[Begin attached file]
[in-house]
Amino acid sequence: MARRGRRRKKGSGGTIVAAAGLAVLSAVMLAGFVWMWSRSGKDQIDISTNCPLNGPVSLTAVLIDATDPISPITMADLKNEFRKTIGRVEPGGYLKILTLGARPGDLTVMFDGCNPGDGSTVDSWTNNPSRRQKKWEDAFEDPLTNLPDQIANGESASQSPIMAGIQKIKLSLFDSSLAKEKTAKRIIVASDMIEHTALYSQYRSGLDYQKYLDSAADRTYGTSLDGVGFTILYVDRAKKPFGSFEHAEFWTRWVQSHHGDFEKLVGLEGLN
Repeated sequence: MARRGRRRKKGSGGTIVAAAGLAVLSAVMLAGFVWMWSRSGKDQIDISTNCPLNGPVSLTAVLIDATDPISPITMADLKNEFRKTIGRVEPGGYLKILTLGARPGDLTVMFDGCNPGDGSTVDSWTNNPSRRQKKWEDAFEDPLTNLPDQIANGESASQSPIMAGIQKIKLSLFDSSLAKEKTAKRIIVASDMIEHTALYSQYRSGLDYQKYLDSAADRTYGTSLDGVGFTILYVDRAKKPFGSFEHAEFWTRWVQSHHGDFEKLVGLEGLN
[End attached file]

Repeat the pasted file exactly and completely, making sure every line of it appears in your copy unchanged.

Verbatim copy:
[in-house]
Amino acid sequence: MARRGRRRKKGSGGTIVAAAGLAVLSAVMLAGFVWMWSRSGKDQIDISTNCPLNGPVSLTAVLIDATDPISPITMADLKNEFRKTIGRVEPGGYLKILTLGARPGDLTVMFDGCNPGDGSTVDSWTNNPSRRQKKWEDAFEDPLTNLPDQIANGESASQSPIMAGIQKIKLSLFDSSLAKEKTAKRIIVASDMIEHTALYSQYRSGLDYQKYLDSAADRTYGTSLDGVGFTILYVDRAKKPFGSFEHAEFWTRWVQSHHGDFEKLVGLEGLN
Repeated sequence: MARRGRRRKKGSGGTIVAAAGLAVLSAVMLAGFVWMWSRSGKDQIDISTNCPLNGPVSLTAVLIDATDPISPITMADLKNEFRKTIGRVEPGGYLKILTLGARPGDLTVMFDGCNPGDGSTVDSWTNNPSRRQKKWEDAFEDPLTNLPDQIANGESASQSPIMAGIQKIKLSLFDSSLAKEKTAKRIIVASDMIEHTALYSQYRSGLDYQKYLDSAADRTYGTSLDGVGFTILYVDRAKKPFGSFEHAEFWTRWVQSHHGDFEKLVGLEGLN